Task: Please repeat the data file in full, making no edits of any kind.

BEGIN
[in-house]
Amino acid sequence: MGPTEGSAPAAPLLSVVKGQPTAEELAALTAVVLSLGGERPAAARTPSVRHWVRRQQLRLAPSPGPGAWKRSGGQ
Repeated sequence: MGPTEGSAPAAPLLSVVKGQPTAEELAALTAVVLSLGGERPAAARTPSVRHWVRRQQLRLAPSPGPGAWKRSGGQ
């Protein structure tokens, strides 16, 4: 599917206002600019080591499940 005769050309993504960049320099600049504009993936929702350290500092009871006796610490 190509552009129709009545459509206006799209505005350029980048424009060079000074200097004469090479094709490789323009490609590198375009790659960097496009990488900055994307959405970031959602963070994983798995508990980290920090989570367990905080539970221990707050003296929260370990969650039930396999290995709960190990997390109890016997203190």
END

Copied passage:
[in-house]
Amino acid sequence: MGPTEGSAPAAPLLSVVKGQPTAEELAALTAVVLSLGGERPAAARTPSVRHWVRRQQLRLAPSPGPGAWKRSGGQ
Repeated sequence: MGPTEGSAPAAPLLSVVKGQPTAEELAALTAVVLSLGGERPAAARTPSVRHWVRRQQLRLAPSPGPGAWKRSGGQ
């Protein structure tokens, strides 16, 4: 599917206002600019080591499940 005769050309993504960049320099600049504009993936929702350290500092009871006796610490 190509552009129709009545459509206006799209505005350029980048424009060079000074200097004469090479094709490789323009490609590198375009790659960097496009990488900055994307959405970031959602963070994983798995508990980290920090989570367990905080539970221990707050003296929260370990969650039930396999290995709960190990997390109890016997203190």